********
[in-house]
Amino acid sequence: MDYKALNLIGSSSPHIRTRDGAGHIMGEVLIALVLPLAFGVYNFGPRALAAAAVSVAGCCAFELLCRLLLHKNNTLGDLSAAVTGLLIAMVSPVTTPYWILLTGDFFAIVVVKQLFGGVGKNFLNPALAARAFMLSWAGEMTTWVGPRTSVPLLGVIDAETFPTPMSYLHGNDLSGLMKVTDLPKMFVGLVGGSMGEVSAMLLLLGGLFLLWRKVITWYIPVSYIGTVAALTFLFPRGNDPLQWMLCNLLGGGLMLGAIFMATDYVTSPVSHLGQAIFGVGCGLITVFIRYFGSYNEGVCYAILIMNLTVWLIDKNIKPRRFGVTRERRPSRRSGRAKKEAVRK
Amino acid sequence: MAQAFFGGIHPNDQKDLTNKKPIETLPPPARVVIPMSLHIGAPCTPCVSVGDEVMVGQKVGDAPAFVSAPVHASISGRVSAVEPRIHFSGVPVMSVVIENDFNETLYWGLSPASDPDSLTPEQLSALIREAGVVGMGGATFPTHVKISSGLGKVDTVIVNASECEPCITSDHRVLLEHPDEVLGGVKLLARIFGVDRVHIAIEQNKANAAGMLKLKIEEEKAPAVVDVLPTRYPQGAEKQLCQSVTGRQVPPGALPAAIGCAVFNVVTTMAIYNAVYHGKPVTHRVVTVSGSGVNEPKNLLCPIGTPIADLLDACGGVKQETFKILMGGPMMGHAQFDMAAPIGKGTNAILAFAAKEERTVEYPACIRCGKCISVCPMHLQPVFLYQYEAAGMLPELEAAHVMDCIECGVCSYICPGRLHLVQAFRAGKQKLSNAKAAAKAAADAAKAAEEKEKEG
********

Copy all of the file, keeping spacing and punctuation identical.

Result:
[in-house]
Amino acid sequence: MDYKALNLIGSSSPHIRTRDGAGHIMGEVLIALVLPLAFGVYNFGPRALAAAAVSVAGCCAFELLCRLLLHKNNTLGDLSAAVTGLLIAMVSPVTTPYWILLTGDFFAIVVVKQLFGGVGKNFLNPALAARAFMLSWAGEMTTWVGPRTSVPLLGVIDAETFPTPMSYLHGNDLSGLMKVTDLPKMFVGLVGGSMGEVSAMLLLLGGLFLLWRKVITWYIPVSYIGTVAALTFLFPRGNDPLQWMLCNLLGGGLMLGAIFMATDYVTSPVSHLGQAIFGVGCGLITVFIRYFGSYNEGVCYAILIMNLTVWLIDKNIKPRRFGVTRERRPSRRSGRAKKEAVRK
Amino acid sequence: MAQAFFGGIHPNDQKDLTNKKPIETLPPPARVVIPMSLHIGAPCTPCVSVGDEVMVGQKVGDAPAFVSAPVHASISGRVSAVEPRIHFSGVPVMSVVIENDFNETLYWGLSPASDPDSLTPEQLSALIREAGVVGMGGATFPTHVKISSGLGKVDTVIVNASECEPCITSDHRVLLEHPDEVLGGVKLLARIFGVDRVHIAIEQNKANAAGMLKLKIEEEKAPAVVDVLPTRYPQGAEKQLCQSVTGRQVPPGALPAAIGCAVFNVVTTMAIYNAVYHGKPVTHRVVTVSGSGVNEPKNLLCPIGTPIADLLDACGGVKQETFKILMGGPMMGHAQFDMAAPIGKGTNAILAFAAKEERTVEYPACIRCGKCISVCPMHLQPVFLYQYEAAGMLPELEAAHVMDCIECGVCSYICPGRLHLVQAFRAGKQKLSNAKAAAKAAADAAKAAEEKEKEG